Theme 6 - Sophie Barat and the Contemplative life

In the measure that the Society increased in numbers and expanded rapidly, Sophie Barat feared that members would experience a loss of soul energy, become drained by success, overwork and a mediocre life of prayer.  She was concerned that such rapid growth would create a counter-image of the original vision she and her first companions had in 1800:

If we lacked the contemplative life the active life would soon become a lifeless spectre, and deprived of that vitality what good could we possibly do then? I am convinced that we lose our best candidates through the false notion that those who wish to enter our Society must be solely attracted to external work. Yet almost all those attracted to the ideal of the contemplative life have been successful with us. An order composed of these two attractions is spiritually strong.

          Sophie Barat to Elizabeth Galitzine, Rome, 6 February 1838.

In her guidance of the Society Sophie Barat nurtured and encouraged the life of prayer and contemplation. She invited the members to journey to the thresholds of their inner being, where shadows, doubles and counter-images, are revealed and confronted. She encouraged any signs of growth in this direction:

It seems to me that you are more at ease within yourself. I ask this of Our Lord for you. I ask Him to allow this work to your benefit. If we so will, such a surrender to the good wishes of Jesus is the alchemy (talisman) which transforms everything into gold.  This is a wonderful secret which we do not deepen sufficiently.

         Sophie Barat to Eliane Cuënot, Paris, 18 September 1856

If she saw someone hesitating to go forward, Sophie would urge them reach into their inner depths:

When will you be firmly rooted in Jesus, seeing only Him, seeking only Him, to such an extent that people and the self disappear, as if they were in the antipodes. It is in this way that our soul and its ways of operating become simple and we will have peace. By keeping Our Lord constantly in mind, and surrendering to His good will, we create peace and harmony in the depth of our soul. So open wide your heart.  You hold your inner self too rigidly.

       Sophie Barat  to Noémi de Gères, Paris, 29 July 1849.

As the members of the Society journeyed inwardly in prayer and sought to integrate this into their everyday life, Sophie warned them not to get caught in self-absorption or pride. She insisted on the need for a humble attitude in prayer, as the truest expression of integrity:

The Spirit rests in a heart that is emptied of self and of all the self-absorption which pride engenders. Then, when our heart is free of all self-interest, the Spirit of Jesus acts in peace and this good Master remains with delight within us and becomes our centre and main guide. Such are the fruits of humility.  So then, the habit of recollection needs to be acquired through the energy of our soul forces focussed on the things of God.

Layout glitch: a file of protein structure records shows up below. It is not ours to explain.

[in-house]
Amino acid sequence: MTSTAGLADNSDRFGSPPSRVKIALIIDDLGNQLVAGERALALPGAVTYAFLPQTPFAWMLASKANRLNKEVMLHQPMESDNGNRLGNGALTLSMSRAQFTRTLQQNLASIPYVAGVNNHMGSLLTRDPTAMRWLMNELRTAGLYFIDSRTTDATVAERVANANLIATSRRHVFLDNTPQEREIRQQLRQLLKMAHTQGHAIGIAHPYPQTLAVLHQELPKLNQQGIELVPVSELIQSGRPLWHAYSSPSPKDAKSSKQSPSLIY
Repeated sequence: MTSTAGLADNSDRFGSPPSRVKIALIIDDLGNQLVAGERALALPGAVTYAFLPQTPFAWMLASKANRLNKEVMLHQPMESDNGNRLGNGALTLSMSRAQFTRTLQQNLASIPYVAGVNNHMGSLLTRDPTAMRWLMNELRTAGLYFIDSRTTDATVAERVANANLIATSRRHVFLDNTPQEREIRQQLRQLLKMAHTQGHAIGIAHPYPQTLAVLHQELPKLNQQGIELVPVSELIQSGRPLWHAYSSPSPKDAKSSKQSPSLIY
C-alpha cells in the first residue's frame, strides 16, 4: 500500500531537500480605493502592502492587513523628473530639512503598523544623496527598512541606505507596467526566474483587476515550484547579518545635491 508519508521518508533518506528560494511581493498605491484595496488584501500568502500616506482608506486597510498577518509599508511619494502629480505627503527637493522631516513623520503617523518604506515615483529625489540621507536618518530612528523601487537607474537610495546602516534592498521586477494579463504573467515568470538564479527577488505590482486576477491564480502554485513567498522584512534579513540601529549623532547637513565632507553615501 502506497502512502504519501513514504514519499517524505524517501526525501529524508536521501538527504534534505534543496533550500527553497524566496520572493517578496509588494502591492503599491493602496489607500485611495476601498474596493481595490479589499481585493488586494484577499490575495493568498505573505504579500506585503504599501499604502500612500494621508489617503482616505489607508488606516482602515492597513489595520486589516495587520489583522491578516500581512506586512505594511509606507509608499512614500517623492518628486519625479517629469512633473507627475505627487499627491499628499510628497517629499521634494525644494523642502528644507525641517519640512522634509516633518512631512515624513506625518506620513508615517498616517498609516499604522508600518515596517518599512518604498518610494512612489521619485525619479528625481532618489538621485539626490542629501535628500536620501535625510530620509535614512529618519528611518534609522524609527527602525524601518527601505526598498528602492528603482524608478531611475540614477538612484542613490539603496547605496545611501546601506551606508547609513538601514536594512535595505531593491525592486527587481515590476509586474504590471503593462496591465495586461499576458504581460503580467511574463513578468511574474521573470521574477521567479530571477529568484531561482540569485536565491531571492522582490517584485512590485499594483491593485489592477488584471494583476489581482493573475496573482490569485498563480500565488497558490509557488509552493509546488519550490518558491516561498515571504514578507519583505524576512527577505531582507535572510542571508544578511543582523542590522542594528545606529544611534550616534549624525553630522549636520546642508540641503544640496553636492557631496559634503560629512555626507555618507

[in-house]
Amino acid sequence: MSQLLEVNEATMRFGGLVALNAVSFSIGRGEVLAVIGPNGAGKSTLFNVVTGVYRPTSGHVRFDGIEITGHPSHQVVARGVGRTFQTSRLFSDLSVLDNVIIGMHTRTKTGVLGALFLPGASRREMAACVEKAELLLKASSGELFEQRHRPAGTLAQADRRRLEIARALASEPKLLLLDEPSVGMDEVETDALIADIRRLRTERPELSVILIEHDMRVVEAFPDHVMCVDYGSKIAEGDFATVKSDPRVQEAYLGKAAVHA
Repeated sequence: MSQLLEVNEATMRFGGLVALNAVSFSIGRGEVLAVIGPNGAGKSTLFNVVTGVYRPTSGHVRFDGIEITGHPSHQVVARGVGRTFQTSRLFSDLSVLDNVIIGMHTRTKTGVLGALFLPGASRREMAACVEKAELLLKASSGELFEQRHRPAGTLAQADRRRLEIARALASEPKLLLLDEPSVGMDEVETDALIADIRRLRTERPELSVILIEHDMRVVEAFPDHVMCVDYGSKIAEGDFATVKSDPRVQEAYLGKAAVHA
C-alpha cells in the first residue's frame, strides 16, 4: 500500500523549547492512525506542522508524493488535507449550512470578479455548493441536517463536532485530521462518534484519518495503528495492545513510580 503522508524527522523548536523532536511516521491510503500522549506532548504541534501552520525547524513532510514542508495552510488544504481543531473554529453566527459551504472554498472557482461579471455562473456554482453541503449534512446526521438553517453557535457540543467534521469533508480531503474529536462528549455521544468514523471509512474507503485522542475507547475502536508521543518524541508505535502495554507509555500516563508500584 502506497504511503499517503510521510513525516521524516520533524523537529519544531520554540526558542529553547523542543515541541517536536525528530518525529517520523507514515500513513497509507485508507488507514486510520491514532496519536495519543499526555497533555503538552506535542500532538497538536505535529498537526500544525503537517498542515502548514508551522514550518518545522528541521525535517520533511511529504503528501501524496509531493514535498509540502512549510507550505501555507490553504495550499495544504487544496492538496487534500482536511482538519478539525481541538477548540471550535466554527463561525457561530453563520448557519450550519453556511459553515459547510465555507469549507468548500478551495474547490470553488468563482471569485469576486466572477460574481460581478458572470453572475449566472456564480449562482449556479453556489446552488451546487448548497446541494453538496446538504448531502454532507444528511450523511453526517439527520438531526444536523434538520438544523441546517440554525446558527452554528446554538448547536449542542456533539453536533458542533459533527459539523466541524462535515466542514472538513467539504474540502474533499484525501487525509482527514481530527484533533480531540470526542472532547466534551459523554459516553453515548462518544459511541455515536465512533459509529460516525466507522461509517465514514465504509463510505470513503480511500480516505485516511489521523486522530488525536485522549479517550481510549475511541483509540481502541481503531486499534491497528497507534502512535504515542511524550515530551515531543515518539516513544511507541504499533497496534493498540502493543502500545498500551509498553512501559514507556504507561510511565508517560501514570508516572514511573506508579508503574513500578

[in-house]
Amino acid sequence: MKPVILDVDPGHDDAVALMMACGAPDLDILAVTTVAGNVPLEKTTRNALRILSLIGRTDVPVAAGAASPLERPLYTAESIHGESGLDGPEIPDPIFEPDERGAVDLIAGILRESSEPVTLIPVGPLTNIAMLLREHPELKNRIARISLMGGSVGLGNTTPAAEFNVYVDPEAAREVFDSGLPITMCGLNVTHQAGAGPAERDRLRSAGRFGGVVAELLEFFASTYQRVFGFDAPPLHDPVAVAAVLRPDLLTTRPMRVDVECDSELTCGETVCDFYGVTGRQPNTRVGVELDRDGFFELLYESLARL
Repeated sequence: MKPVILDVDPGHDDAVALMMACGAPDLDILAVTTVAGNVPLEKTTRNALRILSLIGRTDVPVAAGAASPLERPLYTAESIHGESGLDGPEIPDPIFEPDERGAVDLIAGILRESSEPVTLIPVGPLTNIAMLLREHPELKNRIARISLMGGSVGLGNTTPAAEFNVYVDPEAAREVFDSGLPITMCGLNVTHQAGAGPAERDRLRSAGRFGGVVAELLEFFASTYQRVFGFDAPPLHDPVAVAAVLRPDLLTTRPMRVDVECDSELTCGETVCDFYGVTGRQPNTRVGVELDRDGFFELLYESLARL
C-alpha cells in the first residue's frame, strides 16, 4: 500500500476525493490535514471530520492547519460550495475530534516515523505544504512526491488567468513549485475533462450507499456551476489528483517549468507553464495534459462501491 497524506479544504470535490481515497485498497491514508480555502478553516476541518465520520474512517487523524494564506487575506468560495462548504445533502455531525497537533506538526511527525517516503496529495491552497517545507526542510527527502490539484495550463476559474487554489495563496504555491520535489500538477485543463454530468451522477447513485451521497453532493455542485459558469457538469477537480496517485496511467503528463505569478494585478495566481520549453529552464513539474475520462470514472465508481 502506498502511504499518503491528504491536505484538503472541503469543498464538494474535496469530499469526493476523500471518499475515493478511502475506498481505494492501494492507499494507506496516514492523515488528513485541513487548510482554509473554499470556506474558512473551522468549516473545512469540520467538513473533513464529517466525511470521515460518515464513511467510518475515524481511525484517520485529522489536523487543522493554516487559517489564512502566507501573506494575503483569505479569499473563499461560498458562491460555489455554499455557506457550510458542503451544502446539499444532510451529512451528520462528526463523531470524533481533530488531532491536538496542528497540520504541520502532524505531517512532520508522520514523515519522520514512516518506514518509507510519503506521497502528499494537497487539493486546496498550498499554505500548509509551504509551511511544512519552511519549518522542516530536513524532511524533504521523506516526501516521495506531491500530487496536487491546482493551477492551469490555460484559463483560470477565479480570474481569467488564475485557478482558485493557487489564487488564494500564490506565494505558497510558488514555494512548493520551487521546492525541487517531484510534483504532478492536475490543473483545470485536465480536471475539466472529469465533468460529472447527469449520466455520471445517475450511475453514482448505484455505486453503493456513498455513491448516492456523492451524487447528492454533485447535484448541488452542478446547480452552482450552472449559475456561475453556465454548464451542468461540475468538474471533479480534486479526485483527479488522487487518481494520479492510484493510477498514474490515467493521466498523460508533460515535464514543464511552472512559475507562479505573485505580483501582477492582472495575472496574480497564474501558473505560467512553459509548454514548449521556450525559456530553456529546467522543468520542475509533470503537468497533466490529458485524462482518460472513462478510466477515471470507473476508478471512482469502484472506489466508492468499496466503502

Sophie Barat to Alida Dumazeaud, Paris, 22 March 1853.

To someone overwhelmed and frustrated by inner turmoil, Sophie wrote:

Well, of course, we would be able to act more perfectly if we did not have strong feelings, and if we were continually under the influence and guidance of the Holy Spirit. But this is not our privilege in this life. All the Saints have tried and only a few, very few, were exempt from the effects of the sin of Adam. So I am not at all surprised that you have regrets like so many others. Indeed,  if the great St Paul said: `I do the evil which I hate,  and I do not do the good I love', then without doubt, while he did not do evil acts, he was inclined that way like all human beings tainted  by original sin! So you should not be surprised by your weaknesses, by your failings. Who does not experience them?

     Sophie Barat to Adèle Lehon, Paris, 4 August 1860.

Transformation in Christ

Instead of being disheartened by failure, Sophie urged the members of the Society to press on to the source of Christian joy and hope, the death and resurrection of Christ. This is the core of her spirituality. All her teaching and guidance leads to Golgotha, to Calvary where transformation takes place, a resurrection into new life. Her rhetoric and language insist on 'the Cross' in this context. Sophie Barat spoke constantly of the power of Christ's death and resurrection as the source of inner peace and transformation, if we have the courage to go into the depths. In 1816, Sophie called these depths a foretaste of heaven:

We are alive, but our life is more divine than human. It is the tomb which the great Apostle [St Paul] talks of when speaking to the Christians of his time: When you were baptised you were buried with Jesus Christ; you have died with Him and your life is hidden with Christ in God.  When we consent to be so purified, we may then hope before long to enjoy a glorious resurrection.

Sophie Barat to Adrienne Michel, Paris, 31 March 1816.  Sophie Barat cites the letters of St Paul to the Romans (6. 3-4), and to the Colossians, (3.3).  She underlines the quotations in her letter.

Again and again Sophie Barat's letters speak of 'the Cross' not as a place of arrival but of passage, of transition. In Holy Week 1831 she commented:

The last few days have been so sad, mirroring so accurately our situation!  Still, we shall be no less joyful for all that when we sing Alleluia.  Jesus, Spes Mea, is reborn.  He is the reason why we feel joyful.  Let us be reborn with Him and we will partake in His glory, but how much more will we have to suffer before we can reach this ultimate outcome!

        Sophie Barat to Louise de Limminghe, Chambéry, Easter, 2 April 1831


Trust that your inner world will gradually be transformed, even the inner world of each of your community. For whoever is a channel [of God] has an effect on others in the measure that she is more in harmony with the One empowering her to act. Then she becomes the person described by the great Apostle [Paul]:  she is hidden with Jesus Christ in God.  She is buried in the tomb with Him in his death and she rises with Him, leaving her human nature in the tomb, like the silk-worm that Teresa [of Avila] talks about.